The idea behind CLIP is to train a model using an image dataset combined with widely available natural language supervision. The end model can be instructed to perform different image classification tasks in natural language without optimizing for a specific task. This method is based on “zero-shot” learning techniques and is a key contribution to the CLIP model. By not optimizing for any specific task, CLIP becomes fairly robust across many of them.
CLIP design is based on three powerful concepts:
Multimodal learning to combine language and computer vision in a single model.
Zero-shot transfer learning to reuse knowledge across different tasks.
Language supervision to train computer vision models using large varieties of text.
CLIP combines these ideas in a powerful transformer architecture, which is trained on an image dataset using language supervision. CLIP uses an image encoder and a text decoder to predict which images are paired with a given text in a dataset. That behavior is then used to train a zero-shot classifier that can be adapted to several image classification tasks. During training, CLIP uses a proxy model that, given an input image, predicts a number of text snippets that can be associated with it. This process allows CLIP to learn a wide variety of visual concepts and associated texts across different classification tasks.
CLIP became an important building block of several text-to-image models such as OpenAI’s own DALL-E 2 and has been widely used in general adversarial network (GANs) architectures.
🤖 ML Technology to Follow: Using OpenAI CLIP with Hugging Face’s Transformers Library
Why should I know about this: Hugging Face’s transformer library includes one of the most complete implementations of the OpenAI CLIP model.
What is it: Hugging Face transformers have become the home of some of the most sophisticated language and computer vision models ever created. Shortly after the publication of the CLIP paper, Hugging Face added an implementation to its transformers library in order to improve its text-to-image capabilities.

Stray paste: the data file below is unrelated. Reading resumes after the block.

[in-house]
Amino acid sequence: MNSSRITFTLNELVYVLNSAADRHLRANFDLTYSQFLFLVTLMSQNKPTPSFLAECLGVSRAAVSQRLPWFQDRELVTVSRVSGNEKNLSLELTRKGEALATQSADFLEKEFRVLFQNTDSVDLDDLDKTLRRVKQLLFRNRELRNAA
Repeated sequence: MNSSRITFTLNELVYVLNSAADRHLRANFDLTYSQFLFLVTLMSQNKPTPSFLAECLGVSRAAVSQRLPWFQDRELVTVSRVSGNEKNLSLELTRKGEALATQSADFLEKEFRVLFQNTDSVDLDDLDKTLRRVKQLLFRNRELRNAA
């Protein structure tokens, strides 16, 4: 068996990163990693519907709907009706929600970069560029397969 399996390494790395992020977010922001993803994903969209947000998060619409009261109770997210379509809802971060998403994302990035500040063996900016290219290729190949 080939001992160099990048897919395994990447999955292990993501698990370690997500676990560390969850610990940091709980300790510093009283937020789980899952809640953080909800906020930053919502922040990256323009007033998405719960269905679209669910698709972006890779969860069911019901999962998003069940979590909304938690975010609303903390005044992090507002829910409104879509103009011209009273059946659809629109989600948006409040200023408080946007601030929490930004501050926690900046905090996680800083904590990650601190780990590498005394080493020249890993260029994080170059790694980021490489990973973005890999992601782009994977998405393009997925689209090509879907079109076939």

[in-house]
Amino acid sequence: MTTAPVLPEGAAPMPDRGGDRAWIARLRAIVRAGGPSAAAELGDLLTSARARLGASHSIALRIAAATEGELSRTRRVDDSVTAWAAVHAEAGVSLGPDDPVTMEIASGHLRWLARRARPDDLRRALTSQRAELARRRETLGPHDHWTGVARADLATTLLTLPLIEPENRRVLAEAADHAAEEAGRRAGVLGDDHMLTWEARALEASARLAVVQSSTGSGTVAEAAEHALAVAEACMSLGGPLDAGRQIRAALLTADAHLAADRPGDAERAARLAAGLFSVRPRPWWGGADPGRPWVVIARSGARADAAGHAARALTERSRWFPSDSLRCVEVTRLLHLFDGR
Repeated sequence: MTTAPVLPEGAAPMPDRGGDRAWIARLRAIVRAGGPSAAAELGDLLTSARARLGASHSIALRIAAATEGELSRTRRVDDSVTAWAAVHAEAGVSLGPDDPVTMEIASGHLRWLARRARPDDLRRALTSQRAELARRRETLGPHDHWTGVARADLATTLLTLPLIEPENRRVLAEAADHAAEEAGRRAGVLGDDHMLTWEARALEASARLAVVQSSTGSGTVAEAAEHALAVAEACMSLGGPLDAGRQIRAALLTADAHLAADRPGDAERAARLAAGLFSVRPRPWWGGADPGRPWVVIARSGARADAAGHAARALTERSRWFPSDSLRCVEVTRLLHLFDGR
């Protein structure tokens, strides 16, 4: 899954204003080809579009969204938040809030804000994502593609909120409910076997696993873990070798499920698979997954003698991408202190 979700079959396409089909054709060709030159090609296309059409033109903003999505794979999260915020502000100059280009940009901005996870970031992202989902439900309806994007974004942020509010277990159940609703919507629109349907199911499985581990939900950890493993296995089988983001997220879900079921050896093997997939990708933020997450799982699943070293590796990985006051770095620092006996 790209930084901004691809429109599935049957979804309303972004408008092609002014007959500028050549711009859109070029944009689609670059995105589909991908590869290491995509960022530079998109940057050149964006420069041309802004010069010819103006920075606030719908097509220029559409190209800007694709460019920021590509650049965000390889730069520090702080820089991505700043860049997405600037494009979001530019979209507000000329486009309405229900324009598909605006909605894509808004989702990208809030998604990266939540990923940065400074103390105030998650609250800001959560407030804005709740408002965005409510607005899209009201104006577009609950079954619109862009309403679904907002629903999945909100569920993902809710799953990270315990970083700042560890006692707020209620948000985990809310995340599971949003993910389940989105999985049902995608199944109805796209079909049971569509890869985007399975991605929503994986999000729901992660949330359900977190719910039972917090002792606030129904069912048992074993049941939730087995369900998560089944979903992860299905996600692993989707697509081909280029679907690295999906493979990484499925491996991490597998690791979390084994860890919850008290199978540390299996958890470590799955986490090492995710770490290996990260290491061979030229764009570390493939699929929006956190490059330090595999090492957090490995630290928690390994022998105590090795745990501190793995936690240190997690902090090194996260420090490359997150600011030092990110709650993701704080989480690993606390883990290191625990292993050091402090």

As explained in the previous section, CLIP can be used to predict the most relevant text snippet that matches a given image without directly optimizing for the task. CLIP can be used for tasks such as text-to-image similarity and zero-shot classification. The Hugging Face implementation uses a series of abstractions that match the original model architecture proposed by OpenAI:
CLIPFeatureExtractor: to rescale and normalize images for the model.
CLIPTokenizer: to encode an input text.
CLIPProcessor: to encapsulate CLIPFeatureExtractor and CLIPTokenizer into a single class that can handle both the text encoding and the preprocessing of images.
CLIPModel: to provide the main interface to interact with the CLIP implementation.
The Hugging Face transformer libraries combine the aforementioned components into a single programming model that enables the use of CLIP in just a few lines of code.
While there are other implementations of CLIP available, Hugging Face’s transformers library offers notable benefits in terms of maintenance, consistency of the programming model as well as seamless interoperability with machine learning frameworks and tools.
How can I use it: Hugging Face’s CLIP implementation is open source and available https://github.com/openai/CLIP